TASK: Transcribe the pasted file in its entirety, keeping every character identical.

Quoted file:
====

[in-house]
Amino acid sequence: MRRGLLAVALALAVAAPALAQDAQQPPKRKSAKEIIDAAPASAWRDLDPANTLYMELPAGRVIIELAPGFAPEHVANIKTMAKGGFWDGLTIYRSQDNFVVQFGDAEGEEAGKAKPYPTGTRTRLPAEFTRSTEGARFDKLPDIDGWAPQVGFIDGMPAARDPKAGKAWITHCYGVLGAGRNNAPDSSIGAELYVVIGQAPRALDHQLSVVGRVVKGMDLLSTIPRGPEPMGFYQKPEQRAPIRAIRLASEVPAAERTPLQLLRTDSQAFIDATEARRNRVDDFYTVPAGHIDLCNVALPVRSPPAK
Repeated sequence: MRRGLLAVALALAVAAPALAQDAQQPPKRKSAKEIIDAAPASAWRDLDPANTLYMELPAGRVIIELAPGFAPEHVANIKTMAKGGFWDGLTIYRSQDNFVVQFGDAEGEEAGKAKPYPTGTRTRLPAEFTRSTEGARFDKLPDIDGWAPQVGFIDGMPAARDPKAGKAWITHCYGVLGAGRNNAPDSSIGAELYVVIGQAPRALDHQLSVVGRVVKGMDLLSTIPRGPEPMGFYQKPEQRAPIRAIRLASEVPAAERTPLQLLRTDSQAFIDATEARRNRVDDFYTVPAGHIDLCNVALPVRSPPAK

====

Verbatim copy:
[in-house]
Amino acid sequence: MRRGLLAVALALAVAAPALAQDAQQPPKRKSAKEIIDAAPASAWRDLDPANTLYMELPAGRVIIELAPGFAPEHVANIKTMAKGGFWDGLTIYRSQDNFVVQFGDAEGEEAGKAKPYPTGTRTRLPAEFTRSTEGARFDKLPDIDGWAPQVGFIDGMPAARDPKAGKAWITHCYGVLGAGRNNAPDSSIGAELYVVIGQAPRALDHQLSVVGRVVKGMDLLSTIPRGPEPMGFYQKPEQRAPIRAIRLASEVPAAERTPLQLLRTDSQAFIDATEARRNRVDDFYTVPAGHIDLCNVALPVRSPPAK
Repeated sequence: MRRGLLAVALALAVAAPALAQDAQQPPKRKSAKEIIDAAPASAWRDLDPANTLYMELPAGRVIIELAPGFAPEHVANIKTMAKGGFWDGLTIYRSQDNFVVQFGDAEGEEAGKAKPYPTGTRTRLPAEFTRSTEGARFDKLPDIDGWAPQVGFIDGMPAARDPKAGKAWITHCYGVLGAGRNNAPDSSIGAELYVVIGQAPRALDHQLSVVGRVVKGMDLLSTIPRGPEPMGFYQKPEQRAPIRAIRLASEVPAAERTPLQLLRTDSQAFIDATEARRNRVDDFYTVPAGHIDLCNVALPVRSPPAK